A brief comment on the judicious use of publicly funded testing in Ontario.
In public healthcare systems, like Canada, doctors often serve as gatekeepers for ordering testing to ensure the efficient use of limited resources, maintain quality patient care, and avoid unnecessary testing. This is why they are given a license to order publicly funded testing (OHIP insured). There are several reasons for this:
Resource allocation: Public healthcare systems typically have limited resources, including funding, personnel, and equipment. Doctors must prioritize the use of these resources to ensure they are allocated efficiently and effectively to provide the best possible care for the largest number of patients.
Cost control: Public healthcare systems are exclusively funded by taxpayers, and it is essential to control costs to ensure the sustainability of the system. By gatekeeping test ordering, doctors can minimize unnecessary testing and associated costs, allowing for more efficient use of public funds. Every dollar spent on an unnecessary Vitamin D test delays a knee replacement surgery.
Evidence-based practice: Doctors are trained to base their clinical decisions on the best available evidence. By gatekeeping test ordering, they can ensure that tests are ordered only when they are likely to provide useful information to guide diagnosis, treatment, or management of a patient's condition.
Minimize unnecessary testing: Unnecessary testing can lead to false-positive results, patient anxiety, and additional downstream testing or interventions that may not be needed. By acting as gatekeepers, doctors can minimize unnecessary testing and its potential harms.
Patient safety: Some tests may carry risks or side effects, such as exposure to ionizing radiation or complications from invasive procedures. Doctors can help protect patient safety by carefully considering the potential risks and benefits of each test before ordering it.
Continuity of care: Doctors are often responsible for coordinating and managing a patient's care. By gatekeeping test ordering, they can ensure that tests are ordered in a coordinated manner that supports the overall care plan, minimizing the risk of duplicative or conflicting tests and interventions.
Ordering unnecessary tests can result in a variety of negative consequences, including added costs, harm to patients, and delays in other necessary testing. Here are a few concrete examples to illustrate these issues:
Unnecessary imaging studies: A patient with non-specific (i.e. vague) low back pain might undergo an MRI, even though guidelines recommend conservative management (i.e. physiotherapy) for most cases. The MRI may reveal incidental findings (we find something abnormal that is unrelated to the reason for the symptoms) like disc bulges, which are common and usually not the cause of the pain. This could lead to unnecessary follow-up tests, consultations, or even surgery, increasing costs and potentially causing harm without addressing the actual cause of the pain.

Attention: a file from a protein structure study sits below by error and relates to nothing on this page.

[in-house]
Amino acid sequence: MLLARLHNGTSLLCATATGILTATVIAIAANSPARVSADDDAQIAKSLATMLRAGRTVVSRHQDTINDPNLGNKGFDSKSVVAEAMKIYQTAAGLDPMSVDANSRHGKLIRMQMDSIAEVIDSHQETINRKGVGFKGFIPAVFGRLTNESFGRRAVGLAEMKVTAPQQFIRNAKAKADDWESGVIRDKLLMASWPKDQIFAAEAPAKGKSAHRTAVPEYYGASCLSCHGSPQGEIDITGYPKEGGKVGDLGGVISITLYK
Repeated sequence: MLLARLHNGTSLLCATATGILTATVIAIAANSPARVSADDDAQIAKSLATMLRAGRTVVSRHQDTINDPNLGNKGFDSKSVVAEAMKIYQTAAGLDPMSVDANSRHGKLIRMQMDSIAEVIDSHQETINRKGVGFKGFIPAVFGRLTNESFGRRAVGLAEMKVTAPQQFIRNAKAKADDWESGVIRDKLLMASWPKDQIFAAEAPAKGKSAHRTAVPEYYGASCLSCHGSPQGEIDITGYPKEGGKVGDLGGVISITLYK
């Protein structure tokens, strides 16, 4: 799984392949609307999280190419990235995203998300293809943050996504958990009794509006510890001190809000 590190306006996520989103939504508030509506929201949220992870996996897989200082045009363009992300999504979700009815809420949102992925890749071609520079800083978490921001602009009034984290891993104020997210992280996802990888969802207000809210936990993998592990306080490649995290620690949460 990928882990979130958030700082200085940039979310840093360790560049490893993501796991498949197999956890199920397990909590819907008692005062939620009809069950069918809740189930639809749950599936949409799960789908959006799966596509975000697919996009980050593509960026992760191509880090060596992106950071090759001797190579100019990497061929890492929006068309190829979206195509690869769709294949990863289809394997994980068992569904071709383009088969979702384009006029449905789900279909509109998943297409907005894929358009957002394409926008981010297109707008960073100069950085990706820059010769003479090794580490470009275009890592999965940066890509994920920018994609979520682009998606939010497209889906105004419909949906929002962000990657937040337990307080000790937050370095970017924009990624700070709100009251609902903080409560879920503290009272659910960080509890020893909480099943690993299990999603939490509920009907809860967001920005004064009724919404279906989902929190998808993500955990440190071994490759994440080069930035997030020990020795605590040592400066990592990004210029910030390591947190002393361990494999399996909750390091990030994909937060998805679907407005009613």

Overdiagnosis and overtreatment: A healthy individual requests a privately-funded screening test for a particular cancer, despite not being in a high-risk group or having any symptoms. The test returns a false-positive result, leading to a series of follow-up tests and biopsies, which are then borne by the public healthcare system. The patient may undergo surgery or other treatments for a condition they never actually had, incurring unnecessary costs, risks, and emotional distress. In essence, the cost for follow up of abnormal results falls to the public system.
Delaying other testing: In Ontario, wait times for MRI scans can already be lengthy, sometimes up to 12 months. A hospital with a limited number of MRI machines and technicians experiencing an influx of patients receiving unnecessary MRIs for headaches with no concerning features could lead to even longer wait times for patients who truly need an MRI for a more urgent condition, such as a suspected brain tumor or stroke. This delay could result in poorer outcomes for patients who genuinely require the test for appropriate diagnosis and treatment.
Shift of cost burden: While privately requested tests may initially shift the cost burden to the individual, any follow-up testing or treatment required as a result of abnormal findings will often be borne by the public healthcare system. This can strain resources, divert funds from other necessary healthcare services, and ultimately affect the overall efficiency and effectiveness of the public healthcare system. We already have a 2+ year wait time for knee replacements in Ontario. This will increase wait times.
These examples demonstrate how unnecessary testing can have a range of negative consequences, including added costs, harm to patients, and strain on public healthcare resources, such as exacerbating already long wait times. It is essential for healthcare providers to carefully consider the appropriateness of tests and prioritize evidence-based, patient-centred care to minimize these risks and optimize the use of limited healthcare resources.
While gatekeeping test ordering can help optimize resource use and patient care in public healthcare systems, it is essential that the process remainspatient-centred, evidence-based, and transparent. This approach ensures that patients receive the appropriate tests and treatments they need while minimizing unnecessary testing and healthcare costs.